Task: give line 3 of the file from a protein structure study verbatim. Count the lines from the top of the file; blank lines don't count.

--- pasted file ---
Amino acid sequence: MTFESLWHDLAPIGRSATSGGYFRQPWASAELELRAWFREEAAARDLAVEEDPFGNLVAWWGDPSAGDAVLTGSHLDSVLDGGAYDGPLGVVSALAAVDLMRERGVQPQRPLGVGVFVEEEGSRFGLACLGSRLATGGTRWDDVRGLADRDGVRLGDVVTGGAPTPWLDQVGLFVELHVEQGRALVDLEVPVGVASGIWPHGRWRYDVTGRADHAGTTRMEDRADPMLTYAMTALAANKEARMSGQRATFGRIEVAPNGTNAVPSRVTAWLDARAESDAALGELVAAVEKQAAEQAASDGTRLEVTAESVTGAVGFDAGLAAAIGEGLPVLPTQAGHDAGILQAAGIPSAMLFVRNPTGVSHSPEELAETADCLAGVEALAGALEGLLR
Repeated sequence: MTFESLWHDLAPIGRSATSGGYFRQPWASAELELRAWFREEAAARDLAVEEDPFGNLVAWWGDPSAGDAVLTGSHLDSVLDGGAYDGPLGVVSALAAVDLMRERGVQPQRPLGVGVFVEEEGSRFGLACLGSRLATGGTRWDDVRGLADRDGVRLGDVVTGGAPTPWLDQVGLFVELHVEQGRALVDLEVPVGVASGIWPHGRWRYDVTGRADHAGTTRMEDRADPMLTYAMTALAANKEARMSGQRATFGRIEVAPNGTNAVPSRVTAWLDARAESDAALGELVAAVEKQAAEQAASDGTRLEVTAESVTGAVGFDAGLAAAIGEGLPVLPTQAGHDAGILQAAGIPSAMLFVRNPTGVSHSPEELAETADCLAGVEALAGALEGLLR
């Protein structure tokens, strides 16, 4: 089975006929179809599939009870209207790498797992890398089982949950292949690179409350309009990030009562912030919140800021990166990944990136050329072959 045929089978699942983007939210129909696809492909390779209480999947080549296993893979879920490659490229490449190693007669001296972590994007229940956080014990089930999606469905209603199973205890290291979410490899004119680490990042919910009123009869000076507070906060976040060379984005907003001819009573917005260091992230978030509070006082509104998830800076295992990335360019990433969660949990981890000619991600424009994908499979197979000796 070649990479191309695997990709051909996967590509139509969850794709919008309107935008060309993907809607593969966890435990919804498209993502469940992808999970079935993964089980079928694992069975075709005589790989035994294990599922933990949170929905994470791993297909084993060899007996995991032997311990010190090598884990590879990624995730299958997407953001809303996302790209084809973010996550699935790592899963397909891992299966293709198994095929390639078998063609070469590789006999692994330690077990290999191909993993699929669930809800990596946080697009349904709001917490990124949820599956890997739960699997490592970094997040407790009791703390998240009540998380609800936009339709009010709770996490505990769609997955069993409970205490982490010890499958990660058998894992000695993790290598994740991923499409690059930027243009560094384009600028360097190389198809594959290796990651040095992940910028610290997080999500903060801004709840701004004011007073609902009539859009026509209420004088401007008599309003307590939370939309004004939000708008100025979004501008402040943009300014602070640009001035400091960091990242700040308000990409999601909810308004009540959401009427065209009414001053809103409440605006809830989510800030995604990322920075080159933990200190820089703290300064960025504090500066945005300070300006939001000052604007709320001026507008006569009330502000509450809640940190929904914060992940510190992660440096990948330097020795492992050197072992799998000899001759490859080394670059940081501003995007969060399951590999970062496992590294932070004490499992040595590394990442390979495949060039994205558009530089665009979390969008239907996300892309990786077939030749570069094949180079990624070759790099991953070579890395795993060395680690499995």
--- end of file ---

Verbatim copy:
């Protein structure tokens, strides 16, 4: 089975006929179809599939009870209207790498797992890398089982949950292949690179409350309009990030009562912030919140800021990166990944990136050329072959 045929089978699942983007939210129909696809492909390779209480999947080549296993893979879920490659490229490449190693007669001296972590994007229940956080014990089930999606469905209603199973205890290291979410490899004119680490990042919910009123009869000076507070906060976040060379984005907003001819009573917005260091992230978030509070006082509104998830800076295992990335360019990433969660949990981890000619991600424009994908499979197979000796 070649990479191309695997990709051909996967590509139509969850794709919008309107935008060309993907809607593969966890435990919804498209993502469940992808999970079935993964089980079928694992069975075709005589790989035994294990599922933990949170929905994470791993297909084993060899007996995991032997311990010190090598884990590879990624995730299958997407953001809303996302790209084809973010996550699935790592899963397909891992299966293709198994095929390639078998063609070469590789006999692994330690077990290999191909993993699929669930809800990596946080697009349904709001917490990124949820599956890997739960699997490592970094997040407790009791703390998240009540998380609800936009339709009010709770996490505990769609997955069993409970205490982490010890499958990660058998894992000695993790290598994740991923499409690059930027243009560094384009600028360097190389198809594959290796990651040095992940910028610290997080999500903060801004709840701004004011007073609902009539859009026509209420004088401007008599309003307590939370939309004004939000708008100025979004501008402040943009300014602070640009001035400091960091990242700040308000990409999601909810308004009540959401009427065209009414001053809103409440605006809830989510800030995604990322920075080159933990200190820089703290300064960025504090500066945005300070300006939001000052604007709320001026507008006569009330502000509450809640940190929904914060992940510190992660440096990948330097020795492992050197072992799998000899001759490859080394670059940081501003995007969060399951590999970062496992590294932070004490499992040595590394990442390979495949060039994205558009530089665009979390969008239907996300892309990786077939030749570069094949180079990624070759790099991953070579890395795993060395680690499995």